GEORGIOU: I can see that.
SAREK: The resemblance is remarkable. What do you know of your counterpart, Captain Philippa Georgiou?
GEORGIOU: I know that she is dead and I am not. But I will leave you to determine which of us has
CORNWELL: Specialist Burnham has assured us that your arrival in this universe is without motive,
but your presence here remains complicated.
GEORGIOU: The solution, however, is not. Send me home.
BURNHAM: The Emperor narrowly escaped a violent revolution. She deserves political asylum.
GEORGIOU: I don't need your protection.
CORNWELL: We have charted a course for Starbase One. You will be held there, humanely, until
Command can determine a proper course of action.
GEORGIOU: So I am your prisoner.
CORNWELL: Look, Your Highness, or whatever you're called, I'll tell it to you straight.
I'm not even sure we know how to send you home, and even if we did, we have a war to fight.
I'm sorry. Like I said, you're our guest. Make yourself at home. (to Sarek) The resemblance is remarkable.
(to Burnham) See that she's comfortable.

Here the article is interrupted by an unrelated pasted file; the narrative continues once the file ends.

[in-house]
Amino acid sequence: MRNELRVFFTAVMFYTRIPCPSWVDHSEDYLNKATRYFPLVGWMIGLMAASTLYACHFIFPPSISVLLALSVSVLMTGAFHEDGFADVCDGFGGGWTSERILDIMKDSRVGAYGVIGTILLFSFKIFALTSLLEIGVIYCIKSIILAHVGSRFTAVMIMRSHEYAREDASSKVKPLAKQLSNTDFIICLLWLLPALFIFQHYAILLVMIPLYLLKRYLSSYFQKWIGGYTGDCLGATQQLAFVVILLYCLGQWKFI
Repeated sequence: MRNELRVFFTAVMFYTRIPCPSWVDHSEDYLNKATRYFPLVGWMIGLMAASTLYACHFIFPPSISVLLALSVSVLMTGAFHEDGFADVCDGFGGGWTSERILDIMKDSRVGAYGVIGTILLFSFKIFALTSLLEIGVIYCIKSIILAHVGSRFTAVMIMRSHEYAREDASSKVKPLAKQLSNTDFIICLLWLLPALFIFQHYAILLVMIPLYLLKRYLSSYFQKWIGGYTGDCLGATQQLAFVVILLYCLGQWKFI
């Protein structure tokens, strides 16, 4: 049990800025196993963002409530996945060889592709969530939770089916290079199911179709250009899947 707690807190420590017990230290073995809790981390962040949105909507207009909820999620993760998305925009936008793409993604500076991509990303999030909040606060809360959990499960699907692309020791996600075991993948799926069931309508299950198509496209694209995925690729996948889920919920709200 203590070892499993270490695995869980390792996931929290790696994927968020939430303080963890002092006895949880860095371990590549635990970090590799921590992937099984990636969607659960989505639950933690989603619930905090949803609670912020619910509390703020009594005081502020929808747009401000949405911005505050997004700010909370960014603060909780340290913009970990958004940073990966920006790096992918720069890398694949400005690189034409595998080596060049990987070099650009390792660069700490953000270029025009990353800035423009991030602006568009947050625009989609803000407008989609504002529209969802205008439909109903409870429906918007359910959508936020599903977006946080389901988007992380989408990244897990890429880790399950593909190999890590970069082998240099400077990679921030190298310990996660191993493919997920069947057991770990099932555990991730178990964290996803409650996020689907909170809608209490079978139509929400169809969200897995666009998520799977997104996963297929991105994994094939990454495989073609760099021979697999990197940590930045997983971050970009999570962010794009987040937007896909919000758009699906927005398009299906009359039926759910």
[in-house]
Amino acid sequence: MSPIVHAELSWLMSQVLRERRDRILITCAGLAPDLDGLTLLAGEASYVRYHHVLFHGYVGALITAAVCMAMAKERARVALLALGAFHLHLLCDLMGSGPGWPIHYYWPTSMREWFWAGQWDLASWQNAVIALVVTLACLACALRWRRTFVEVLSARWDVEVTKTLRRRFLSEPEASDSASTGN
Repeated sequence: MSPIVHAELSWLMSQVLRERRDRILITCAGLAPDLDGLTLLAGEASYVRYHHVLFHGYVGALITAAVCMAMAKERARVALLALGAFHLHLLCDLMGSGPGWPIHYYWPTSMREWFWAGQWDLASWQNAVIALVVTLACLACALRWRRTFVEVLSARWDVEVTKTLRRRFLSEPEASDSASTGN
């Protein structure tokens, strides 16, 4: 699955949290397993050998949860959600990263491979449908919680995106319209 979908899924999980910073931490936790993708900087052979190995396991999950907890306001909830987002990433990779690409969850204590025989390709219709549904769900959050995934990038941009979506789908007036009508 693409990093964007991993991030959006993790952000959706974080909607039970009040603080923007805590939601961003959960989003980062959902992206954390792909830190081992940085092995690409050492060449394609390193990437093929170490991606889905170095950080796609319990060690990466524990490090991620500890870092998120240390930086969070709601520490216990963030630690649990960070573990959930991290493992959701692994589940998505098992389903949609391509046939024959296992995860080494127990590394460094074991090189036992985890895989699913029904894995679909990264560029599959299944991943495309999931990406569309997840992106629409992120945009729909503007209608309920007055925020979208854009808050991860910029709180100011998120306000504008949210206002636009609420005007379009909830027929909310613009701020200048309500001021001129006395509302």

TYLER: Stamets, I'm sorry. Words... Words are not enough, and I know that. But I am.
STAMETS: You killed a good man. A man that I loved. Do you remember that?
TYLER: I do now.
STAMET: And does it gut you? Does it sicken you? (Tyler nods) Good. Maybe you're still human after all.
(Conversations stop at Tyler walks through to the replicators to get a meal and drink. Tilly goes to sit
TYLER: You don't have to do this. I'm okay.
TILLY: How could that possibly be true? Just eat. And talk, if you want to. I'm here.
(Detmer joins them.)
DETMER: Welcome back.
(Then others come over to say Hi.)
SARU: Admiral. Starbase One within range.
CORNWELL: Well done, all.
(She takes the Captain's chair.)
BRUCE: USS Discovery to Starbase One, permission to initiate docking procedures.
CORNWELL: She'll be a sight for sore eyes.
BRYCE: Admiral, I'm unable to establish contact.
CORNWELL: Reset our channels. I'll override the comms restrictions manually.
(Saru's ganglia start twitching.)
CORNWELL: Detmer, drop us out of warp.
DETMER: Aye, Admiral.
CORNWELL: Bring Starbase One on screen.
OWOSEKUN: Aye, Admiral.
OWOSEKUN: Enhancing image.
BURNHAM: That's a Klingon crest. House D'Ghor.